Making Connections with a Book of Centuries

Did you know Gutenberg was developing the printing press in Germany while Columbus was growing up in Genoa? Could you tell me who came first, King David of Israel or Chinese Emperor Qin Shi Huang? Before I became a homeschooling mom, history was a confusing jumble of dates, names, and wars. As I’ve slowed down with my children to enjoy history, the threads of the past begin to weave themselves together before my eyes.

The sheer amount of time that has unraveled before your brief appearance here is overwhelming! How do you begin to introduce the incredible people of the past to your children without reducing the information to mere factoids? The first answer, of course, is stories. Stories – interesting, real stories – of historical people and events are the main way to whet one’s appetite for learning of all kinds!

As Danielle mentioned over in The Value of Stories in Home Education,

Stories are so powerful, in part, because they connect us to something bigger than ourselves—they outline for us a history of human nature in an incarnated form not found in textbooks. They show us not just events and things that happened, but they show what happens, how humans are, in all times and all places.

From picture books to chapter books, stories ignite a love for learning in us. Eventually, students will begin to make connections between the stories they read. These connections will happen spontaneously when the children are younger and there is no reason to force children to recognize how stories might be similar, or reflect one another, or intertwine. The children will form their own relations with what they are learning.

Around age 10, our heroine Charlotte Mason asked her students to begin keeping personal Books of a Centuries for the purpose of cataloging people and events from history in one book. A Book of Centuries is similar to a timeline book, with two-page spreads throughout the book. On one page, you’ll find a place to record events, names, and dates for one full century. The opposing page is blank, intended for drawings or “artifacts” from the same century. Students will record people of interest to them in their books. Some students will be interested in wars, others in inventions. It’s fine to let your student dictate most of what goes in his or her book. It’s so fun to witness the day when they to record an event or person from a story, and see the name of an event or person they previously read about in the same era. Voila! More connections are made. A Book of Centuries eventually provides a student with a true book of history, all made up of characters and stories that seemed important enough to write down.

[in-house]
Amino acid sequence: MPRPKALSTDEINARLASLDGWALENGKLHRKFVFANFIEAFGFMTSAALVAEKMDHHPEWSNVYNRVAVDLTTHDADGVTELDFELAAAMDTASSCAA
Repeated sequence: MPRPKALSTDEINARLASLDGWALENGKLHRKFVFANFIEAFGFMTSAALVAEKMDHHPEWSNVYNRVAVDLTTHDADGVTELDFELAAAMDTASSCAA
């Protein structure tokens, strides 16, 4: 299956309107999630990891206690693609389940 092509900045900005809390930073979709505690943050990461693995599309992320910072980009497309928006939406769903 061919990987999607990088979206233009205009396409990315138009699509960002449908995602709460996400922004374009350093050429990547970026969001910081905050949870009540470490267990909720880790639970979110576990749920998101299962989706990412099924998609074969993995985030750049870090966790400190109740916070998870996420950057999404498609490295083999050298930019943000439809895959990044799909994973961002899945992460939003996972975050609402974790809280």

It is incredibly easy to begin keeping your own Book of Centuries. I recommend each student have their own Book of Centuries, and Mom or Dad keep one as well. For 100-year old instructions, check out this article from A Parents’ Review, a publication edited by Charlotte Mason herself. A Book of Centuries can be as easy and cheap as a Composition Notebook and a Sharpie. Check out Charlotte Mason Help for a very nice tutorial on one of these! Juniper Pines  provides more helpful examples of notebooks-turned-books-of-centuries. For more practical ideas, I adore the examples you’ll find on Sage Parnassus.

If you have a home printer and would like to staple or spiral bind your own book check out these free downloads from Simply Charlotte Mason, Juniper Press, or Mater Amabilis. You can also find a few printed books of centuries. This one has a slightly different format but it is very inexpensive. Another inexpensive option is the one from Living Book Press. This fancy one from Riverbend looks very well made.

We here at Chasing Wonder has our own adorable version! The Notebook of Centuries was designed by Danielle, and is very neat and clean. It comes in a variety of pretty colors and is available to print on demand by Amazon. I appreciate that the timeline page is on the left for B.C., and on the right for A.D. It just makes it that much easier to remember where you are in the grand scheme of history, and remember to count “backwards” in the centuries before Christ. I made a quick (dorky) video showing you the inside of our book.

This year, we plan to have our age 10-13 year old homeschool co-op students keep a Book of Centuries. Together we will  add events and people specific to our group study of Georgia history, but will also encourage the students to add events and people they come across in their own studies – and share with the group during our meeting. I’m eagerly anticipating the creative ideas the kids will generate!

A Book of Centuries is a fantastic way to keep track of the historical ideas you and your children come across in your reading, keeping track of oodles of separate ideas together in one connected place.